Agerelated Changes In Glucose Metabolism

There is substantial evidence that age-related impairment in both insulin action and beta cell function are key factors in the high incidence of diabetes in the elderly (6,7). Typical changes in body composition, including an increase in overall adiposity, but especially visceral adipose tissue appear to be the major factors responsible for the resistance to insulin action (8). This effect is, at least in part, mediated by alterations in fat-derived peptides (adiponectin, TNF-alpha, leptin) and increased circulating free fatty acid levels (9). Reduction in skeletal muscle mass (sarcopenia) and infiltration of muscle tissue by fat may also contribute to impaired insulin-mediated glucose disposal (10). Defective inhibition of hepatic glucose production by insulin is an additional contributor to glucose intolerance with aging (11).

Insulin secretion in response to an oral glucose challenge, including reduction in both first and second phase insulin secretion (12,13), is characteristically impaired, even in normal aging. Similar alterations in insulin secretion following a mixed meal have also been reported (6) and suggest there is an intrinsic alteration in beta cell function. Beta cell mass may decline with age, but functional defects in insulin processing and exocytosis likely make a greater contribution to the age-related secretory defect. Hepatic insulin extraction is greater in the elderly and whole-body insulin clearance is lower, factors that reflect the complexity of changes in insulin and glucose metabolism with aging (6).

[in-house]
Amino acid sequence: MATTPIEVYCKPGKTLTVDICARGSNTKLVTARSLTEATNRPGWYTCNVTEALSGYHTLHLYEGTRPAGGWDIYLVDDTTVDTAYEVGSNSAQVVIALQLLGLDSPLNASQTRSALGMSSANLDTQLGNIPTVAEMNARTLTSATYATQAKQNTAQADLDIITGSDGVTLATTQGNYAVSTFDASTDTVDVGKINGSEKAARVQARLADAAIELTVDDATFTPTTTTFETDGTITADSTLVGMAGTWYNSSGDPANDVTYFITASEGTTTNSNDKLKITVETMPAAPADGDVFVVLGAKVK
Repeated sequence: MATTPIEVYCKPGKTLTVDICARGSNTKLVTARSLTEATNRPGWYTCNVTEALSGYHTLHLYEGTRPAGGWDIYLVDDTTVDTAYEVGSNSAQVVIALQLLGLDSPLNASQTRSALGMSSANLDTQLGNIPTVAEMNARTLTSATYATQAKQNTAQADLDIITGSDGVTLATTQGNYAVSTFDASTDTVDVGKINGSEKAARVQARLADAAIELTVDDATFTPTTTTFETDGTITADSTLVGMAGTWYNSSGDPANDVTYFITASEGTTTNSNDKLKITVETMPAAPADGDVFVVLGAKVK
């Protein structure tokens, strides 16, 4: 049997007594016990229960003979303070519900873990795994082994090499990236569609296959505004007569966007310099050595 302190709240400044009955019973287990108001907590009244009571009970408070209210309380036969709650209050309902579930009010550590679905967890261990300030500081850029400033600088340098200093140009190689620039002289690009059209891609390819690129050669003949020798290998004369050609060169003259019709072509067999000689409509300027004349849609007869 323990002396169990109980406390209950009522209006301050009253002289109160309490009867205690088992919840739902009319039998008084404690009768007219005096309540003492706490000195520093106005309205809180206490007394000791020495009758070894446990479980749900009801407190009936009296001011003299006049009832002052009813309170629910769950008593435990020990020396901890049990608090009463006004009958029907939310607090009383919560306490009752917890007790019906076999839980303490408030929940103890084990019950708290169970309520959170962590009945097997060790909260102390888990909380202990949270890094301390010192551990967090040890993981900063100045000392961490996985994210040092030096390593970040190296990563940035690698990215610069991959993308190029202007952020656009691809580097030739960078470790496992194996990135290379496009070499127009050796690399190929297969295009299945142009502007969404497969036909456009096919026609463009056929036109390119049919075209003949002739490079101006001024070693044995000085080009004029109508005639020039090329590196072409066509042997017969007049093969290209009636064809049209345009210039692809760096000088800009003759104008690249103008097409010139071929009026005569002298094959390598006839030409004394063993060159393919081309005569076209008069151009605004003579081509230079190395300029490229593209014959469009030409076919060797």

Additional factors contribute to the high rate of diabetes in the elderly, including medication use (glucocorticoids, thiazide diuretics, atypical anti-psychotics, etc.), sedentary lifestyle and dietary habits.

Age group

800,000 600,000

E 400,000 u

200,000 0

FIGURE 1 (A) Estimated total prevalence of diabetes in people aged 20 years or older by age group in the United States, 2005. (B) Estimated number of new cases of diagnosed diabetes in people aged 20 years or older by age group in the United States, 2005. Source: From Ref. 1.

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